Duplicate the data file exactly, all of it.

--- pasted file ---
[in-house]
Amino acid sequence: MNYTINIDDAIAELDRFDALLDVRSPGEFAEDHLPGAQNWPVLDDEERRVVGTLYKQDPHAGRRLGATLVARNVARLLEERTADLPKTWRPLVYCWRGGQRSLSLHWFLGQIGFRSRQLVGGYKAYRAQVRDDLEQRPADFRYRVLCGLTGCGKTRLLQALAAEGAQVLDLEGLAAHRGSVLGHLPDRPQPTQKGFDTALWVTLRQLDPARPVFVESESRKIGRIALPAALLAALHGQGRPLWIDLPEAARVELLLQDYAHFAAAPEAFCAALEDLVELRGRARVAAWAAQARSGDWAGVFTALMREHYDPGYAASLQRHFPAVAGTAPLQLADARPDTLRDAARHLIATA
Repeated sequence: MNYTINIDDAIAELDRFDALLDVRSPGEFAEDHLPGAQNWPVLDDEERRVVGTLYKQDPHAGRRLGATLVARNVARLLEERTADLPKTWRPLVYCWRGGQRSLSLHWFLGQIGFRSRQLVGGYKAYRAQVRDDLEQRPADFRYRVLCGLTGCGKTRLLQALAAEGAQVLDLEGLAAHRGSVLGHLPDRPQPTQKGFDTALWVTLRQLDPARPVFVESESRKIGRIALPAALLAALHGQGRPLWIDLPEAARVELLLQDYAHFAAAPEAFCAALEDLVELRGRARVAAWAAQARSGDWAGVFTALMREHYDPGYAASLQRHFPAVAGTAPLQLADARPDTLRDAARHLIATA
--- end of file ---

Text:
[in-house]
Amino acid sequence: MNYTINIDDAIAELDRFDALLDVRSPGEFAEDHLPGAQNWPVLDDEERRVVGTLYKQDPHAGRRLGATLVARNVARLLEERTADLPKTWRPLVYCWRGGQRSLSLHWFLGQIGFRSRQLVGGYKAYRAQVRDDLEQRPADFRYRVLCGLTGCGKTRLLQALAAEGAQVLDLEGLAAHRGSVLGHLPDRPQPTQKGFDTALWVTLRQLDPARPVFVESESRKIGRIALPAALLAALHGQGRPLWIDLPEAARVELLLQDYAHFAAAPEAFCAALEDLVELRGRARVAAWAAQARSGDWAGVFTALMREHYDPGYAASLQRHFPAVAGTAPLQLADARPDTLRDAARHLIATA
Repeated sequence: MNYTINIDDAIAELDRFDALLDVRSPGEFAEDHLPGAQNWPVLDDEERRVVGTLYKQDPHAGRRLGATLVARNVARLLEERTADLPKTWRPLVYCWRGGQRSLSLHWFLGQIGFRSRQLVGGYKAYRAQVRDDLEQRPADFRYRVLCGLTGCGKTRLLQALAAEGAQVLDLEGLAAHRGSVLGHLPDRPQPTQKGFDTALWVTLRQLDPARPVFVESESRKIGRIALPAALLAALHGQGRPLWIDLPEAARVELLLQDYAHFAAAPEAFCAALEDLVELRGRARVAAWAAQARSGDWAGVFTALMREHYDPGYAASLQRHFPAVAGTAPLQLADARPDTLRDAARHLIATA